Venus our close sister. Almost the same size as Earth, almost the same distance from the Sun. Once a planet just like us, probably with water and a nice habitable temperature. It may even have supported some primitive life before Earth did. Then it all went wrong and now Venus is hellish. Super hot temperatures, massive thick atmosphere, covered in volcanoes, snowing metals and raining sulfuric acid.
New research from NASA’s Goddard Institute for Space Studies (GISS) in New York shows how beautiful it once was. This modelling was carried out by adapting Earth climate models and shows what happens in runaway climate change. “Many of the same tools we use to model climate change on Earth can be adapted to study climates on other planets, both past and present,” said Michael Way, a researcher at GISS. We, on Earth, got lucky. We spin faster and had less dry land, and, being further away, received less sunlight.
Now, with sudden climate change caused by human’s burning fossil fuels, our own atmosphere is following exactly what these same models predict. This study of Venus shows that it time to start looking after ourselves. When it comes to humanity, there is no plan-et B.
A new rock in Algeria sheds light on the history of our little brother, Mars.
As announced on
“An unusual meteorite found in Algeria in 2012 has given scientists information about volcanic activity on Mars, and it’s not like anything we’ve ever seen on Earth. Analysis of the 6.9-ounce meteorite by an international team of scientists, has helped determine that sometime in its 4.5 billion-year history, Mars had a single volcano that erupted continuously for more than 2 billion years.”
Earth has plate tectonics, which constantly shuffle the Earths surface, like pieces of jigsaw being moved around a table. This regenerates the surface of the Earth every few thousand years of so, and so Earth volcanoes can’t get much older than that. But on Mars there is very little tectonics, and probably none at all. So a volcano can just keep going and going. The mystery of the Mars rock, solved by old volcanism
The search for life around other stars is essentially a search for a habitable zone – the area around a star where the distance is warm enough to sustain liquid water on the surface, but cold enough such that the water does not boil away or escape.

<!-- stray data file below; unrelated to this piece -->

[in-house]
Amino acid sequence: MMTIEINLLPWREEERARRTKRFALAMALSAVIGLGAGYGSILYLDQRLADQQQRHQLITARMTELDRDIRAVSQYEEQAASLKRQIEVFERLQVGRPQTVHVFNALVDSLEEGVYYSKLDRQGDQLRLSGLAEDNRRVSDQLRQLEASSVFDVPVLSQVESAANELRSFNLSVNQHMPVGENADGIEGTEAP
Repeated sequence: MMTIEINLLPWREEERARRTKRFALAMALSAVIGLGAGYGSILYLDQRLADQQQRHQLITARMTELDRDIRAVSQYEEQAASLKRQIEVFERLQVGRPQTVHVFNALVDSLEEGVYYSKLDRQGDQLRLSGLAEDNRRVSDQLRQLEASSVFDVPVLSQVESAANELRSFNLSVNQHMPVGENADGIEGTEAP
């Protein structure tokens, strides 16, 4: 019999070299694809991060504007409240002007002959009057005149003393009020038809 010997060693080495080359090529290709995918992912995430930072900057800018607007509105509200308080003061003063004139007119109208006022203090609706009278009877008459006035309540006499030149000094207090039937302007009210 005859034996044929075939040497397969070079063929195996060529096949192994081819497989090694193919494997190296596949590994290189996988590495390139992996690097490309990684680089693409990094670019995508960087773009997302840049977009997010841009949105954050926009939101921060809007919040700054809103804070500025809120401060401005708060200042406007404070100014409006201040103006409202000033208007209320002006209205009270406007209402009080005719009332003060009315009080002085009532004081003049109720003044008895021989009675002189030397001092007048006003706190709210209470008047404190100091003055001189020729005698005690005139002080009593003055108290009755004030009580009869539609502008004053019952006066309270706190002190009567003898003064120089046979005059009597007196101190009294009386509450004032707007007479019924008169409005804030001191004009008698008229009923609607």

This definition of habitable zone now has to change to take into account the star itself. New research shows that winds coming off Red Giant stars can strip the planet of Oxygen. No Oxygen, no life. This means that our nearest confirmed Earth-sized exoplanet, around Proxima Centauri and only 4 light-years away, is not a good spot to go look for neighbors.
“If we want to find an exoplanet that can develop and sustain life, we must figure out which stars make the best parents,” said Vladimir Airapetian, lead author of the paper and a solar scientist at NASA’s Goddard Space Flight Center. “We’re coming closer to understanding what kind of parent stars we need.”
Asteroids are the left overs, the non-planets, the bits that never quite formed that missing planet between Mars and Jupiter. Because of this, they are small, cold, dead. Except when they is an exception to the rule. And Ceres is that exception
On the same day Pluto was demoted to Dwarf Planets, Ceres got promoted *to* Dwarf Planet. It is clearly and asteroid belt object, but it is much bigger than the other asteroids. So big that it was once alive and (barely) active. In 2015 the NASA Dawn spacecraft imaged a volcano on Ceres. The mystery was that it was the only one on the whole body. As Michael Sori of the Lunar and Planetary Laboratory at the University of Arizona, lead author of a new paper accepted for publication in Geophysical Research Letters states,“Imagine if there was just one volcano on all of Earth. That would be puzzling.”
In this new research Dr Sori posits Viscous relaxation as the solution to this conumdrum. More mysteries, more answers, more knowledge gained about our solar system.